Everybody, even Kelvin, glanced at me, and I could feel their eyes linger on mine, but my focus was on the Naga, who suddenly moved with their supernatural speed. I aimed at one of the streaks, thought about it, then turned and fired about where I thought he would be within a few seconds. I struck him, his hiss bringing the boys out of their stupor. Valtrak had gone after another one and was battling ax to sword. Kelvin gave a yell, and he and his friends fired all at once at a third streak. The Naga that they had aimed at looked like a giant pincushion, and he fell hard.
I sprinted towards him, unsheathed my sword, and swung it at the Naga’s head, splitting his skull and making sure he would not be getting up. I brought my sword back up and turned to see the Naga I had hit earlier running towards me. He seemed to be running in normal time, but as I dodged, I noticed the Humans seemed to be moving too slowly. Must be my Elf side, I thought as I spun around and ran the Naga through. He fell fast, and I tore the blade out of his side. I heard a hissing cry and saw that Valtrak had downed the one he had been fighting, and he neatly sliced off his head. Everybody began closing in on the one-eyed Naga, who was the only one left.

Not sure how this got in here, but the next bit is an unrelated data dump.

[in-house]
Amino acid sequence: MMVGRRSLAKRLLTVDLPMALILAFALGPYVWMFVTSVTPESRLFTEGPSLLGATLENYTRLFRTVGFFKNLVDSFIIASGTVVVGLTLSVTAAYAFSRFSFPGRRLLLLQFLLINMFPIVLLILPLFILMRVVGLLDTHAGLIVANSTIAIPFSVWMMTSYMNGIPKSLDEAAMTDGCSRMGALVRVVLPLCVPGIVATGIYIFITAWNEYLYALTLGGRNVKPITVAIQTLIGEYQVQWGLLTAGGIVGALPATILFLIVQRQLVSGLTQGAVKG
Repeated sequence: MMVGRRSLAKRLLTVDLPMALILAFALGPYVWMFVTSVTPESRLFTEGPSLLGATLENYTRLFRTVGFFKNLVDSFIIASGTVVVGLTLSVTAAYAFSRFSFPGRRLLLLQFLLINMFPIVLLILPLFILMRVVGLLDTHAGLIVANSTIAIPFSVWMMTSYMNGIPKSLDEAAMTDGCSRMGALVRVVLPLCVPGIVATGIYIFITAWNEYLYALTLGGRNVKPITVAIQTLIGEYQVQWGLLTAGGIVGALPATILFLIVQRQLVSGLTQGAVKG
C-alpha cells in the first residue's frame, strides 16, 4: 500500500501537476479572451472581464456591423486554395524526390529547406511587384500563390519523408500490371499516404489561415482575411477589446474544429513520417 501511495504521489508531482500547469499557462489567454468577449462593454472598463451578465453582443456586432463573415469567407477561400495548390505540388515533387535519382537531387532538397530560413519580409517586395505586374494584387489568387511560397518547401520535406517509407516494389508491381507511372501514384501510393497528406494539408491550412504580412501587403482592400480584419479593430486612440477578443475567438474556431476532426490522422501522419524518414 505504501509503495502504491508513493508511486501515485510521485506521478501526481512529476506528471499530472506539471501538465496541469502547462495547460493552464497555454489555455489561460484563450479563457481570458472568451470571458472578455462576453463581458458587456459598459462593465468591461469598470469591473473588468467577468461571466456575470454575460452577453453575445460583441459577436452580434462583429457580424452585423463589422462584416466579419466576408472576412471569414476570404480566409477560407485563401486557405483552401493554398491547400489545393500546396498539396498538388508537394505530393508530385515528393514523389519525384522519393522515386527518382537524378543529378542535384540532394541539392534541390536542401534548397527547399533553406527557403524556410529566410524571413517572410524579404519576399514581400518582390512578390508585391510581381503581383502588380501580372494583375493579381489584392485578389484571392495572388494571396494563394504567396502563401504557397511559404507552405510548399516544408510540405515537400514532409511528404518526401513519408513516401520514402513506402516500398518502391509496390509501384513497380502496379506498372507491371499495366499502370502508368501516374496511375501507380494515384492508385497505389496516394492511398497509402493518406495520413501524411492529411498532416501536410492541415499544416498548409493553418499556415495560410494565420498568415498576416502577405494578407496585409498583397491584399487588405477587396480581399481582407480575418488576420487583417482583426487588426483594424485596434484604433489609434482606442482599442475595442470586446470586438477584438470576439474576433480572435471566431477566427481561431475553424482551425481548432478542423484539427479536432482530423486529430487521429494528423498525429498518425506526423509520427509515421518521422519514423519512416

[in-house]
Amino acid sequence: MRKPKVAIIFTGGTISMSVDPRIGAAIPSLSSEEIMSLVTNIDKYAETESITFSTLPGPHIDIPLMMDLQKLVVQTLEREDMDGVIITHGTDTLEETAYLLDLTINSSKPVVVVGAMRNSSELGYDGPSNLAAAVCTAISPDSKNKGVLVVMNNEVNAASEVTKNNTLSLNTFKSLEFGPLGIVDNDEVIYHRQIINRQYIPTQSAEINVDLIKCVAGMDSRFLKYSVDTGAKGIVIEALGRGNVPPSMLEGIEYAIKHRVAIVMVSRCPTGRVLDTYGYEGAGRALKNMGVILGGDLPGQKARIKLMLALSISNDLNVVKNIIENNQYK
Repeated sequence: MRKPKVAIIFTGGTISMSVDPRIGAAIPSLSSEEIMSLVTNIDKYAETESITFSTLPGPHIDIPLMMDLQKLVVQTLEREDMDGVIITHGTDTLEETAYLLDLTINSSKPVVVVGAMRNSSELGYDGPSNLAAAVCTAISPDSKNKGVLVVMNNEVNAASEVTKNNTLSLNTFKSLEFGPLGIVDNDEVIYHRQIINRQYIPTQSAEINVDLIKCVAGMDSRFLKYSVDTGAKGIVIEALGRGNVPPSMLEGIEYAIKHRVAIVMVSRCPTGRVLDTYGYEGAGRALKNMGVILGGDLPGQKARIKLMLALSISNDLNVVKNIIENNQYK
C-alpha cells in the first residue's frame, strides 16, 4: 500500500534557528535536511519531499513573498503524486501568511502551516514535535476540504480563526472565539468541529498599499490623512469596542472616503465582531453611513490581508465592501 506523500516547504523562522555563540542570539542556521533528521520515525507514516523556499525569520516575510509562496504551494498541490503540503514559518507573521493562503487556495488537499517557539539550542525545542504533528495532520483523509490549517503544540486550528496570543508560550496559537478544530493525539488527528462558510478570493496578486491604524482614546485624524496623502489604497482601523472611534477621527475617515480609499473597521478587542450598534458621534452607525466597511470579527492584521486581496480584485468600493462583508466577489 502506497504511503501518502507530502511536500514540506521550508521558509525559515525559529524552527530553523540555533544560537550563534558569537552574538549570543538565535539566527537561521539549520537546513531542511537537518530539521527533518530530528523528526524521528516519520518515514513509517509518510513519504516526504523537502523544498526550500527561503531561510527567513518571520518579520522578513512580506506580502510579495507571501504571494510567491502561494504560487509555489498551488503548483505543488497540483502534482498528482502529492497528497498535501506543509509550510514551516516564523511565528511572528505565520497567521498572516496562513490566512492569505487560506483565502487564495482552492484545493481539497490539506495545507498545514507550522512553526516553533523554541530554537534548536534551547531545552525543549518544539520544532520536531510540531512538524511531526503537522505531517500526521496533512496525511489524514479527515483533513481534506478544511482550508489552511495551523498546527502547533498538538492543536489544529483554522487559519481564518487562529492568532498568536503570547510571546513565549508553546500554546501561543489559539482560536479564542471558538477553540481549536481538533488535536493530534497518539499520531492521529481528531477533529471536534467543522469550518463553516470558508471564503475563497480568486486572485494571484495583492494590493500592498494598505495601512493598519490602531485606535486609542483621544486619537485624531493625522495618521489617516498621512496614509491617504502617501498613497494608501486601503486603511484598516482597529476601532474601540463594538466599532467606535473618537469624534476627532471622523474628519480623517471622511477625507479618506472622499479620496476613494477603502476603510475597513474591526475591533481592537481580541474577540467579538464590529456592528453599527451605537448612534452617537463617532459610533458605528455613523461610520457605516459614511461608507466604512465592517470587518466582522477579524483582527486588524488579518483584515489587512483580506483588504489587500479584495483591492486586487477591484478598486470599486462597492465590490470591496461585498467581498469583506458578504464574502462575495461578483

“Wait!” I cried out, and everybody paused.
I slowly approached the Naga, who watched me carefully. When he spoke, it was obvious he knew what I wanted.
“What is the message?” he spat.
I smiled and said in an icy voice, “You tell my brother that I will get my friends back, and that I will pay him back for everything he does to them.”
The Naga glared at me then pulled his hood up and smoothly sped away. It actually look like he was gliding, which was, I thought, entirely possible. Maybe his kind did not use their legs all the time, and instead slithered on their bellies and tails. I didn't know, and really did not care. I watched him until he disappeared, ignoring the whispers from the townsfolk. A touch to my shoulder had me turn to look at Kelvin, who jerked back, staring at my eyes.
“I am a half-Elf,” I said blandly. “If you think my eyes are strange, you should see my Elven designs.”
“Half-Elf?” he asked, his voice sounding a little strange. “Is that what Strangeling means?”